Now, Ms. Johnsen will have the chance to overturn some of the legal opinions she so harshly condemned. President-elect Barack Obama said this week that he would nominate her to lead the Office of Legal Counsel, the Justice Department office that produced a series of hotly debated legal opinions on presidential power in the war on terror. She led the office on an acting basis during the Clinton administration but, in academia, has become one of the office’s fiercest critics.
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Other Stories Of Interest

L.A. Times Editorial Page Calls Bush Reign “Lawless”

The paper’s editorial page has hammered away at the Bush administration over time. Today is no different. Do you agree?

By The Los Angeles Times
Editorial Page

Whatever its other legacies, the Bush administration will be remembered for its contemptible disregard for the law in the post-9/11 war on terrorism. From the wiretapping of Americans without a court order to the waterboarding of suspected terrorists to the refusal to abide by the requirements of the Geneva Convention, many of the administration’s policies can fairly be described as lawless.
But were they also criminal? Should officials, including Vice President Dick Cheney and former Defense Secretary Donald H. Rumsfeld, be put on trial, either in a court of law or in a forum like South Africa’s Truth and Reconciliation Commission? As the Bush administration nears its end, calls for such a reckoning are coming from civil libertarians and some supporters of President-elect Barack Obama. Some even argue that President Bush should be indicted.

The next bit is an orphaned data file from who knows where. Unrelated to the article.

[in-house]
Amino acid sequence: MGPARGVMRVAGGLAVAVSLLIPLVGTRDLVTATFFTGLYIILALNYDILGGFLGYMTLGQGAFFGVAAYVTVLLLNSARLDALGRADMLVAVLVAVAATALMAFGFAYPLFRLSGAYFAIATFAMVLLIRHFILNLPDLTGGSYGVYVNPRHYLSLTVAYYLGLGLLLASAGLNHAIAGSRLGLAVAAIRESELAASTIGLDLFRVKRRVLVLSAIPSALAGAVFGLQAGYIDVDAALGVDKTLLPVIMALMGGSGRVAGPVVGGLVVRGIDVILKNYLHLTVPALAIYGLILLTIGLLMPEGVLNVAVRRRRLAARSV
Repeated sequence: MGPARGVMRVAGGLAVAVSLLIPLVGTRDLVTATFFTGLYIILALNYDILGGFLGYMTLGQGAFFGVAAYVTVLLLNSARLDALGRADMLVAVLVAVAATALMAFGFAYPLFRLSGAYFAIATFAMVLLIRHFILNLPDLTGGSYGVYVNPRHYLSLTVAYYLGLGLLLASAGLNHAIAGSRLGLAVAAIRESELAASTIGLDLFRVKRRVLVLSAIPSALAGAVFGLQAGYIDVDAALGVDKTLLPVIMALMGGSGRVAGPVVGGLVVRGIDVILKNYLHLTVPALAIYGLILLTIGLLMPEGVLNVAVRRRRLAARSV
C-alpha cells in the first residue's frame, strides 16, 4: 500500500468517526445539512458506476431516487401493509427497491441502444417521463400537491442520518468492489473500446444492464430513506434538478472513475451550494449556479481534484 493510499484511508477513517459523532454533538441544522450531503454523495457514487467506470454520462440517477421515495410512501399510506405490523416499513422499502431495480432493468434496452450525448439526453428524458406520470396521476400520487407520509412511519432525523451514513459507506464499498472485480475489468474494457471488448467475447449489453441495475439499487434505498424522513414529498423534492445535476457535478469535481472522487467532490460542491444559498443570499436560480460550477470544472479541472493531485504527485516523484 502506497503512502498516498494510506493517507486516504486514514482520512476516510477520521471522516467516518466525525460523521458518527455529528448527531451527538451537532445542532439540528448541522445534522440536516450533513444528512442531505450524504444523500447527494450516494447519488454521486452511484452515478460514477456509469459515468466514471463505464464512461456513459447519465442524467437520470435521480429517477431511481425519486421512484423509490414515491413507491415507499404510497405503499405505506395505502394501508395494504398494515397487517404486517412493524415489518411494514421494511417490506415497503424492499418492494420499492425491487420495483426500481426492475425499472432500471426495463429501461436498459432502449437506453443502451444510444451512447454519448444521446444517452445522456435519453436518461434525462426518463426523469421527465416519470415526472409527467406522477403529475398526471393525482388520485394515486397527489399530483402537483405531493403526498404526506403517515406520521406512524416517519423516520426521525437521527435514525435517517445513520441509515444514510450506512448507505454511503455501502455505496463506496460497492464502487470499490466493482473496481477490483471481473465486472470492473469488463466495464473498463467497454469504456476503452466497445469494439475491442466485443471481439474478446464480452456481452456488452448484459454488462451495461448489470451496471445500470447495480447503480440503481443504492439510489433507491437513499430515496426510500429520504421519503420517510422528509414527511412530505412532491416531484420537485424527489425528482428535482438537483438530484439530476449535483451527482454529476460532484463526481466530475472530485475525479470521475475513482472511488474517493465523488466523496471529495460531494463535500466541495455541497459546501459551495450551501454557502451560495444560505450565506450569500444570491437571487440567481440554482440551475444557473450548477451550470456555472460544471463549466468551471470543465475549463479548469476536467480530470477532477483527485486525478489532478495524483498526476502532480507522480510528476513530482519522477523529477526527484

This editorial page has been uncompromising in its criticism of the Bush administration’s flouting of international and domestic law. The administration was wrong to evade courts in seeking warrantless surveillance of Americans, wrong to establish the Guantanamo Bay detention center, heinous in its acceptance of torture. But we are wary of either the criminal prosecution of administration officials or some South-Africa-style process.

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Secret Service Acted “Appropriately” in Bush-Shoe Throwing, But Response Under Review

By Allan Lengel
WASHINGTON — The U.S. Secret Service said Monday that its agents responded “appropriately” to Sunday’s shoe throwing incident in Iraq involving President Bush, but  the incident was under review.